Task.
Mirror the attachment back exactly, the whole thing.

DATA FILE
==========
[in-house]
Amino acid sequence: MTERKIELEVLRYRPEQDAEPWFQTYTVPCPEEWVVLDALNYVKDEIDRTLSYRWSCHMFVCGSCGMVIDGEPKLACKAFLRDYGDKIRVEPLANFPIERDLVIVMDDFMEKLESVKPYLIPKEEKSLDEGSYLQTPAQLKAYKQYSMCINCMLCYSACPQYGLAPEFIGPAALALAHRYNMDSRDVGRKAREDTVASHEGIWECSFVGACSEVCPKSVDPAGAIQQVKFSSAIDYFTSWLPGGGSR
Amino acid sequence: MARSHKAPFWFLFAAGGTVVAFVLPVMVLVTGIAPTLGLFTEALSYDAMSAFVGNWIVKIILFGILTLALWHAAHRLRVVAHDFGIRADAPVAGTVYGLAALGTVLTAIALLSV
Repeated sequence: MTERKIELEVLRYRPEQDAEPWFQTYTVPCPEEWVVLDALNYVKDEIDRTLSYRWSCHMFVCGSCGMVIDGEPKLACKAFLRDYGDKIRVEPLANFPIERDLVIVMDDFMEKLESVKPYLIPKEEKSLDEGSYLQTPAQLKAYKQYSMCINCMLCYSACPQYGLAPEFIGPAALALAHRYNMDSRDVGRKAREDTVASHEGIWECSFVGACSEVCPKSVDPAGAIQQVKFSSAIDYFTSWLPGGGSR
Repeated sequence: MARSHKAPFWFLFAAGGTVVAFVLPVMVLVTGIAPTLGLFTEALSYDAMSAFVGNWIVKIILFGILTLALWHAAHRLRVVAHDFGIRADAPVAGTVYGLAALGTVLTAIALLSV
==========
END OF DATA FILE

[in-house]
Amino acid sequence: MTERKIELEVLRYRPEQDAEPWFQTYTVPCPEEWVVLDALNYVKDEIDRTLSYRWSCHMFVCGSCGMVIDGEPKLACKAFLRDYGDKIRVEPLANFPIERDLVIVMDDFMEKLESVKPYLIPKEEKSLDEGSYLQTPAQLKAYKQYSMCINCMLCYSACPQYGLAPEFIGPAALALAHRYNMDSRDVGRKAREDTVASHEGIWECSFVGACSEVCPKSVDPAGAIQQVKFSSAIDYFTSWLPGGGSR
Amino acid sequence: MARSHKAPFWFLFAAGGTVVAFVLPVMVLVTGIAPTLGLFTEALSYDAMSAFVGNWIVKIILFGILTLALWHAAHRLRVVAHDFGIRADAPVAGTVYGLAALGTVLTAIALLSV
Repeated sequence: MTERKIELEVLRYRPEQDAEPWFQTYTVPCPEEWVVLDALNYVKDEIDRTLSYRWSCHMFVCGSCGMVIDGEPKLACKAFLRDYGDKIRVEPLANFPIERDLVIVMDDFMEKLESVKPYLIPKEEKSLDEGSYLQTPAQLKAYKQYSMCINCMLCYSACPQYGLAPEFIGPAALALAHRYNMDSRDVGRKAREDTVASHEGIWECSFVGACSEVCPKSVDPAGAIQQVKFSSAIDYFTSWLPGGGSR
Repeated sequence: MARSHKAPFWFLFAAGGTVVAFVLPVMVLVTGIAPTLGLFTEALSYDAMSAFVGNWIVKIILFGILTLALWHAAHRLRVVAHDFGIRADAPVAGTVYGLAALGTVLTAIALLSV